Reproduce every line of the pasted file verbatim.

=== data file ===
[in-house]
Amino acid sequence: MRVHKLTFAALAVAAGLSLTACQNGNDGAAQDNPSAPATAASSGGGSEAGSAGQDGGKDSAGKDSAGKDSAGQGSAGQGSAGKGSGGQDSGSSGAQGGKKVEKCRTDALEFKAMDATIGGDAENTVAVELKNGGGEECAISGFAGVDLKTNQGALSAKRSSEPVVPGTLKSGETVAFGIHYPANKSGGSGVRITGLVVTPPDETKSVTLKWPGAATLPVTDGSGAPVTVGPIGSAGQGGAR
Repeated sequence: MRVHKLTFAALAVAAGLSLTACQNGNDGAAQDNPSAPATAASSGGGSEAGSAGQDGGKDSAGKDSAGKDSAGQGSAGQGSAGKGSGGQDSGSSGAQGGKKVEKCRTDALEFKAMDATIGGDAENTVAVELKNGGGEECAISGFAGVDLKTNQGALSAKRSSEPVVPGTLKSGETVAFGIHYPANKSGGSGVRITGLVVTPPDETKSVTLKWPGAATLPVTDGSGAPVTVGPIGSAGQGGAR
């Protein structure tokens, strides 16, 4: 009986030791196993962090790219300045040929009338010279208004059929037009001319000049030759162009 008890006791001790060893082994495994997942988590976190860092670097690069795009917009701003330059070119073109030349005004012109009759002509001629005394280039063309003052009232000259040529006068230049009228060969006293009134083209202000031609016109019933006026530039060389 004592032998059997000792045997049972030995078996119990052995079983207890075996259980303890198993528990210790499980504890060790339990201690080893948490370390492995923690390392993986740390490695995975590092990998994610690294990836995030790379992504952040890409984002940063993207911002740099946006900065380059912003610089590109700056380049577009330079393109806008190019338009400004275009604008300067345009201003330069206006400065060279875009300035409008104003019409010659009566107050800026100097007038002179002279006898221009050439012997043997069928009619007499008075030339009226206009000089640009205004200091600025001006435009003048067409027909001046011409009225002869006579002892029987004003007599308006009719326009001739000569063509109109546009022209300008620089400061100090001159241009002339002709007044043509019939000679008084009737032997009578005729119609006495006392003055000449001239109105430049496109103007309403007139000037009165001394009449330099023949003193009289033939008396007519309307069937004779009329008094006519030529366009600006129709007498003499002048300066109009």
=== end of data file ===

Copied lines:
[in-house]
Amino acid sequence: MRVHKLTFAALAVAAGLSLTACQNGNDGAAQDNPSAPATAASSGGGSEAGSAGQDGGKDSAGKDSAGKDSAGQGSAGQGSAGKGSGGQDSGSSGAQGGKKVEKCRTDALEFKAMDATIGGDAENTVAVELKNGGGEECAISGFAGVDLKTNQGALSAKRSSEPVVPGTLKSGETVAFGIHYPANKSGGSGVRITGLVVTPPDETKSVTLKWPGAATLPVTDGSGAPVTVGPIGSAGQGGAR
Repeated sequence: MRVHKLTFAALAVAAGLSLTACQNGNDGAAQDNPSAPATAASSGGGSEAGSAGQDGGKDSAGKDSAGKDSAGQGSAGQGSAGKGSGGQDSGSSGAQGGKKVEKCRTDALEFKAMDATIGGDAENTVAVELKNGGGEECAISGFAGVDLKTNQGALSAKRSSEPVVPGTLKSGETVAFGIHYPANKSGGSGVRITGLVVTPPDETKSVTLKWPGAATLPVTDGSGAPVTVGPIGSAGQGGAR
């Protein structure tokens, strides 16, 4: 009986030791196993962090790219300045040929009338010279208004059929037009001319000049030759162009 008890006791001790060893082994495994997942988590976190860092670097690069795009917009701003330059070119073109030349005004012109009759002509001629005394280039063309003052009232000259040529006068230049009228060969006293009134083209202000031609016109019933006026530039060389 004592032998059997000792045997049972030995078996119990052995079983207890075996259980303890198993528990210790499980504890060790339990201690080893948490370390492995923690390392993986740390490695995975590092990998994610690294990836995030790379992504952040890409984002940063993207911002740099946006900065380059912003610089590109700056380049577009330079393109806008190019338009400004275009604008300067345009201003330069206006400065060279875009300035409008104003019409010659009566107050800026100097007038002179002279006898221009050439012997043997069928009619007499008075030339009226206009000089640009205004200091600025001006435009003048067409027909001046011409009225002869006579002892029987004003007599308006009719326009001739000569063509109109546009022209300008620089400061100090001159241009002339002709007044043509019939000679008084009737032997009578005729119609006495006392003055000449001239109105430049496109103007309403007139000037009165001394009449330099023949003193009289033939008396007519309307069937004779009329008094006519030529366009600006129709007498003499002048300066109009």